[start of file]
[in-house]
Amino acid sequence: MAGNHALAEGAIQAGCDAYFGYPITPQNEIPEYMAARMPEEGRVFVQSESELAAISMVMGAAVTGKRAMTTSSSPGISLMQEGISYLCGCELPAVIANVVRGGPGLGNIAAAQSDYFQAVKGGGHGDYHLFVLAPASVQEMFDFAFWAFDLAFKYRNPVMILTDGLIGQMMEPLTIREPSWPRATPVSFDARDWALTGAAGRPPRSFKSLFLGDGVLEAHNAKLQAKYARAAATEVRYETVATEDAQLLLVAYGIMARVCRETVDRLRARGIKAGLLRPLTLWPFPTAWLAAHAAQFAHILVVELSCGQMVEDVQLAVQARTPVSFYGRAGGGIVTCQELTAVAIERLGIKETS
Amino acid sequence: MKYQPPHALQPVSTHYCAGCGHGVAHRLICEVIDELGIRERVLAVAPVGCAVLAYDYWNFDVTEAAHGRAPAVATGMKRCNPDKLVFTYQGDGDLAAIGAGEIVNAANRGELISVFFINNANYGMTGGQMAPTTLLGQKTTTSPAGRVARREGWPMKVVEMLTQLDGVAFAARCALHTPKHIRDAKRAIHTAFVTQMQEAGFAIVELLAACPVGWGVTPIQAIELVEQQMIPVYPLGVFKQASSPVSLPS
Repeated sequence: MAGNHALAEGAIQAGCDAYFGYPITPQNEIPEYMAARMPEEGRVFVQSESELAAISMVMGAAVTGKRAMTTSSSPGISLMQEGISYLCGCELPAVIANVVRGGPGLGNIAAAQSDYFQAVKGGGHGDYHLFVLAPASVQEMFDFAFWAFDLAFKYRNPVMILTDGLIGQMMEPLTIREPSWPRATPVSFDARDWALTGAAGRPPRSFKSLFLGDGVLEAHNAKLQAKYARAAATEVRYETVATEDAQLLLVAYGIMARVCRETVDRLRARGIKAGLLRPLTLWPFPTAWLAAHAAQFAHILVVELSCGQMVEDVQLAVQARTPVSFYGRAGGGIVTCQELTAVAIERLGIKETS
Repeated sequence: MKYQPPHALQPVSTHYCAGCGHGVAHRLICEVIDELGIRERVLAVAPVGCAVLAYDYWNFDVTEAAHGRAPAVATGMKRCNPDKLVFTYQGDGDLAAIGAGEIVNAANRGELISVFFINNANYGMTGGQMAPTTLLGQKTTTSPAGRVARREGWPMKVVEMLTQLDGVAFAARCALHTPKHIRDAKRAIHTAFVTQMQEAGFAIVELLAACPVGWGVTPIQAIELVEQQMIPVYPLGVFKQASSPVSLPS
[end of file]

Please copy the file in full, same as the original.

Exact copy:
[in-house]
Amino acid sequence: MAGNHALAEGAIQAGCDAYFGYPITPQNEIPEYMAARMPEEGRVFVQSESELAAISMVMGAAVTGKRAMTTSSSPGISLMQEGISYLCGCELPAVIANVVRGGPGLGNIAAAQSDYFQAVKGGGHGDYHLFVLAPASVQEMFDFAFWAFDLAFKYRNPVMILTDGLIGQMMEPLTIREPSWPRATPVSFDARDWALTGAAGRPPRSFKSLFLGDGVLEAHNAKLQAKYARAAATEVRYETVATEDAQLLLVAYGIMARVCRETVDRLRARGIKAGLLRPLTLWPFPTAWLAAHAAQFAHILVVELSCGQMVEDVQLAVQARTPVSFYGRAGGGIVTCQELTAVAIERLGIKETS
Amino acid sequence: MKYQPPHALQPVSTHYCAGCGHGVAHRLICEVIDELGIRERVLAVAPVGCAVLAYDYWNFDVTEAAHGRAPAVATGMKRCNPDKLVFTYQGDGDLAAIGAGEIVNAANRGELISVFFINNANYGMTGGQMAPTTLLGQKTTTSPAGRVARREGWPMKVVEMLTQLDGVAFAARCALHTPKHIRDAKRAIHTAFVTQMQEAGFAIVELLAACPVGWGVTPIQAIELVEQQMIPVYPLGVFKQASSPVSLPS
Repeated sequence: MAGNHALAEGAIQAGCDAYFGYPITPQNEIPEYMAARMPEEGRVFVQSESELAAISMVMGAAVTGKRAMTTSSSPGISLMQEGISYLCGCELPAVIANVVRGGPGLGNIAAAQSDYFQAVKGGGHGDYHLFVLAPASVQEMFDFAFWAFDLAFKYRNPVMILTDGLIGQMMEPLTIREPSWPRATPVSFDARDWALTGAAGRPPRSFKSLFLGDGVLEAHNAKLQAKYARAAATEVRYETVATEDAQLLLVAYGIMARVCRETVDRLRARGIKAGLLRPLTLWPFPTAWLAAHAAQFAHILVVELSCGQMVEDVQLAVQARTPVSFYGRAGGGIVTCQELTAVAIERLGIKETS
Repeated sequence: MKYQPPHALQPVSTHYCAGCGHGVAHRLICEVIDELGIRERVLAVAPVGCAVLAYDYWNFDVTEAAHGRAPAVATGMKRCNPDKLVFTYQGDGDLAAIGAGEIVNAANRGELISVFFINNANYGMTGGQMAPTTLLGQKTTTSPAGRVARREGWPMKVVEMLTQLDGVAFAARCALHTPKHIRDAKRAIHTAFVTQMQEAGFAIVELLAACPVGWGVTPIQAIELVEQQMIPVYPLGVFKQASSPVSLPS